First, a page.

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Escape Mental Health Pitfalls with Acceptance, Self-Respect and Positivity

Everyone struggles from time to time. These strategies are designed to help you avert certain issues before they arise.

stressed employee

It happens to all of us: You’re facing an important deadline at work, your mother’s gearing up for surgery, your child is struggling with math, and the house is a disaster. One more piece of bad news and before you know it, you’re in the midst of a mental health struggle. The pandemic has only made the issue worse. An article published earlier this year by the Centre for Addiction and Mental Health (CAMH) stated that one in five Canadians reported high levels of mental distress.

It’s important to prioritize your mental health, even when you have other things going on. Of course, that’s easier said than done. Here are a few common mental health pitfalls you can self-monitor and learn how to manage.

  1. The trap of perfection. Don’t let perfection be the enemy of the good. I see many of my clients struggle with this issue. “I didn’t get into my dream university.” “I haven’t found my perfect romantic partner.” Or: “I didn’t get that promotion, so I’m a failure.” This can become a serious issue—especially when it comes to confidence. It leads to procrastination, or can stop you from taking on new challenges because you don’t want to “fail.” You risk getting caught in a cycle of self-sabotage.
  2. Catastrophic thinking. This is closely related to the trap of perfection, as it can also stop you from trying new things. Catastrophic thinkers tend to overestimate risk—so they get caught up imagining worst-case scenarios, which are highly unlikely. It can feel incredibly debilitating. “If I don’t get into the right school, I’ll never be successful at anything,” for example. So often, 99% of our worries never actually occur, but it’s fixating on that 1% that can impact our mental health.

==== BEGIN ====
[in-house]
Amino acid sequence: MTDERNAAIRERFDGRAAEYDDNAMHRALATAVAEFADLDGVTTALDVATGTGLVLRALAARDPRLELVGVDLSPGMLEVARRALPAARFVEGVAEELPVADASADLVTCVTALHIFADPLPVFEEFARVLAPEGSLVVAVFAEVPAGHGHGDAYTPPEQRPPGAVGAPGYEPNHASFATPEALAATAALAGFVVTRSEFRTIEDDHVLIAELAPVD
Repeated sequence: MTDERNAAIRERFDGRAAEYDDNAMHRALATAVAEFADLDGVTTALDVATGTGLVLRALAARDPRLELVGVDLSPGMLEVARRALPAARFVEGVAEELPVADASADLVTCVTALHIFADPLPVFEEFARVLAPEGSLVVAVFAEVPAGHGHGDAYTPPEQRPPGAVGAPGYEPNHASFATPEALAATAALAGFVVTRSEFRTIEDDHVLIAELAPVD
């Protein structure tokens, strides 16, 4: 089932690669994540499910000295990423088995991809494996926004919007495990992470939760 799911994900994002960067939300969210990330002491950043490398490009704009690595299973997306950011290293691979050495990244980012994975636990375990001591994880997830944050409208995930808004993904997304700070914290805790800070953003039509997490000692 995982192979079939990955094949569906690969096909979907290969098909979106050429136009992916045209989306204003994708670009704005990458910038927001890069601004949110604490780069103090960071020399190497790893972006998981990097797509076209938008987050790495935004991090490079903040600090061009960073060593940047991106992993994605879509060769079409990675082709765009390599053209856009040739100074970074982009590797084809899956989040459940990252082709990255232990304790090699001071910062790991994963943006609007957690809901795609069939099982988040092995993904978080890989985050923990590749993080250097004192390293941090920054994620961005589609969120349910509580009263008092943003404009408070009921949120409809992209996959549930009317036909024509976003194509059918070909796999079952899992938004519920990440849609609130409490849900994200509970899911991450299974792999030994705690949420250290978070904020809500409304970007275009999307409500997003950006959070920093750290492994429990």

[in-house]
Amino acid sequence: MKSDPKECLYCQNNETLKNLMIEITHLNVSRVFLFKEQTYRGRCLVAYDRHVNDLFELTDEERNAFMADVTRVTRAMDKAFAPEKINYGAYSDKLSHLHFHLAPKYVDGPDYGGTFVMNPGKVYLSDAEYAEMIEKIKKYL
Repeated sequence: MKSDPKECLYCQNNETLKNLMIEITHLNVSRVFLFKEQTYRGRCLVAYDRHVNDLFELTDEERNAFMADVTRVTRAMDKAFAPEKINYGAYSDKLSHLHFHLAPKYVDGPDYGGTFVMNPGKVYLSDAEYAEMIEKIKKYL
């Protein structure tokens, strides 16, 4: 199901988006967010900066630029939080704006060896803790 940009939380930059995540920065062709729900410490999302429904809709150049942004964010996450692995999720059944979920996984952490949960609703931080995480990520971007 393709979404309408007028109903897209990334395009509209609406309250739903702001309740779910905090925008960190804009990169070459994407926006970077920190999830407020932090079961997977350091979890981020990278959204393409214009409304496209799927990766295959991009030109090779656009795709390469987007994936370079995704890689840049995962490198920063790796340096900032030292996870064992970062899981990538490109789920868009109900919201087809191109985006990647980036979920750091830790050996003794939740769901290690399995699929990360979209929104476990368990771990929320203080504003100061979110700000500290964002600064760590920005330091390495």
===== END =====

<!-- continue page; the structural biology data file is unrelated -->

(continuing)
3. The comfort of denial. We tend to rationalize away our discomfort. We say things like, “I’m not fulfilled at my job, but at least I have a pension.” Or: “My partner and I fight a lot, but at least I’m not alone.” If we continually ignore these problems, they can snowball into bigger issues that affect our overall happiness, mood and mental well-being.

Now that you know what to look for, what can you do to actually prevent or address these pitfalls when you encounter them? Here are a few strategies to try.

First, practice self acceptance. At the root of all three of the pitfalls is our tendency to be very hard on ourselves. We need to focus more on our strengths than on our weaknesses. We are all flawed. We all have problems and issues. Admitting that perfection is unattainable is the first step. Remember: Perfection is the enemy of the good. Once you know yourself better and become comfortable with who you are, you’ll be better equipped to manage future problems.

Next, learn to regain your self-respect. You need to establish the habits and routines that lead to positive outcomes. Everything we do has a consequence. We need to be able to feel that we’re doing the best we can with the resources that we have. Embracing small pleasures can help here. Take leisure walks in nature, or spend time with a friend who makes you feel good about yourself.

Substitute positive activities for negative ones. For example, swap cocktail hour for a group fitness class. Consider enlisting the help of others here. It’s amazing the power that a group has. People can achieve surprising outcomes with the love and support of loved ones. It’s hard work, for sure, but I can guarantee you that it will be worth it.

Finally, some mental health problems require professional assistance to fix. If even reading this article makes you feel overwhelmed, consider seeking the help of a mental health professional, who can guide you through change.

Talk to a member of Medcan’s Mental Well-Being team to discover how mindfulness may be helpful to you. Email mentalwellbeing@medcan.com.

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